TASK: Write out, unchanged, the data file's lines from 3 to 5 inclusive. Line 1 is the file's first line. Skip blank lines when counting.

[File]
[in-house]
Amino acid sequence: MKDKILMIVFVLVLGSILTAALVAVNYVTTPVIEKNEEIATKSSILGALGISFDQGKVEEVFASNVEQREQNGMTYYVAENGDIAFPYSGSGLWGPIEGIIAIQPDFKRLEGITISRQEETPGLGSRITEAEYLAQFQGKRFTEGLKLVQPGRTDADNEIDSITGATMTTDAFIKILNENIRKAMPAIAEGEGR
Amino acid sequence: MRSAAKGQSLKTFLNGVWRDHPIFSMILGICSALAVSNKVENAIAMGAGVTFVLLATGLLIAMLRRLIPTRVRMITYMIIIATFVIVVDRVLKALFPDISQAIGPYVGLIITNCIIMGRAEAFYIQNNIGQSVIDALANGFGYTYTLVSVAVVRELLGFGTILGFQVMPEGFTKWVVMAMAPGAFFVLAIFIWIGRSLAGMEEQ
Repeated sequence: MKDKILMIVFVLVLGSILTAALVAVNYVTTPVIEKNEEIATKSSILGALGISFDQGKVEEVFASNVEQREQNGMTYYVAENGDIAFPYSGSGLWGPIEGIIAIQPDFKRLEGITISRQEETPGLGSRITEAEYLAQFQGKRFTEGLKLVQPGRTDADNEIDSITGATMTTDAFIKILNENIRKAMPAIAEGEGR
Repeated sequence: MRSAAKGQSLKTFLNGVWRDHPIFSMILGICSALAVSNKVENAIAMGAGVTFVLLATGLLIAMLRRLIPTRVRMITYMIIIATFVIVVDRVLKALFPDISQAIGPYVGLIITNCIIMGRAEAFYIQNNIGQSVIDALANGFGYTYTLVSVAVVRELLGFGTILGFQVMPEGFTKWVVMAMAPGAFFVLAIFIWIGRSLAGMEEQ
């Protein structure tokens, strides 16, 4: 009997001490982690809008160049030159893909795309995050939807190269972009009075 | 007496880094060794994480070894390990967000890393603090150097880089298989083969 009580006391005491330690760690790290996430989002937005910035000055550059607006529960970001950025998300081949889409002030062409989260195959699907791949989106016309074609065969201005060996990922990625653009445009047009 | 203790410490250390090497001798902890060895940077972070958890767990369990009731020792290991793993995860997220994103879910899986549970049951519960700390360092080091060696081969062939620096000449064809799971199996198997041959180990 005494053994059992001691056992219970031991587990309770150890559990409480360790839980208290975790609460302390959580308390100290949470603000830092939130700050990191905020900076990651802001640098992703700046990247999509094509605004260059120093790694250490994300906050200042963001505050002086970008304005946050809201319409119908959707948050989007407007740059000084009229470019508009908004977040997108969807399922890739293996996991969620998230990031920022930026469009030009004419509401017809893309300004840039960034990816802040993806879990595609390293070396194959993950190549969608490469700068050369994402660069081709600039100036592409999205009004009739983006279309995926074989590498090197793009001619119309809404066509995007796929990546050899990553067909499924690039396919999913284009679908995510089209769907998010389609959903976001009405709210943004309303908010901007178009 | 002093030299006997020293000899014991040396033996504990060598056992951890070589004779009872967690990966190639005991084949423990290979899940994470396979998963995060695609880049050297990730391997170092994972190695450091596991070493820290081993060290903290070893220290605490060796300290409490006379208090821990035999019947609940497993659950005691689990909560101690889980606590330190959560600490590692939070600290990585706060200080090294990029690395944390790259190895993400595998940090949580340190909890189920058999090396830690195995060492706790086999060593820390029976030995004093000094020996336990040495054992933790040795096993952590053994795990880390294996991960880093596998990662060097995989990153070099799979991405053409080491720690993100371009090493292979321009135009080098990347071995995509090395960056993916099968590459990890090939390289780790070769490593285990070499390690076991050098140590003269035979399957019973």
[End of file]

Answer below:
Amino acid sequence: MRSAAKGQSLKTFLNGVWRDHPIFSMILGICSALAVSNKVENAIAMGAGVTFVLLATGLLIAMLRRLIPTRVRMITYMIIIATFVIVVDRVLKALFPDISQAIGPYVGLIITNCIIMGRAEAFYIQNNIGQSVIDALANGFGYTYTLVSVAVVRELLGFGTILGFQVMPEGFTKWVVMAMAPGAFFVLAIFIWIGRSLAGMEEQ
Repeated sequence: MKDKILMIVFVLVLGSILTAALVAVNYVTTPVIEKNEEIATKSSILGALGISFDQGKVEEVFASNVEQREQNGMTYYVAENGDIAFPYSGSGLWGPIEGIIAIQPDFKRLEGITISRQEETPGLGSRITEAEYLAQFQGKRFTEGLKLVQPGRTDADNEIDSITGATMTTDAFIKILNENIRKAMPAIAEGEGR
Repeated sequence: MRSAAKGQSLKTFLNGVWRDHPIFSMILGICSALAVSNKVENAIAMGAGVTFVLLATGLLIAMLRRLIPTRVRMITYMIIIATFVIVVDRVLKALFPDISQAIGPYVGLIITNCIIMGRAEAFYIQNNIGQSVIDALANGFGYTYTLVSVAVVRELLGFGTILGFQVMPEGFTKWVVMAMAPGAFFVLAIFIWIGRSLAGMEEQ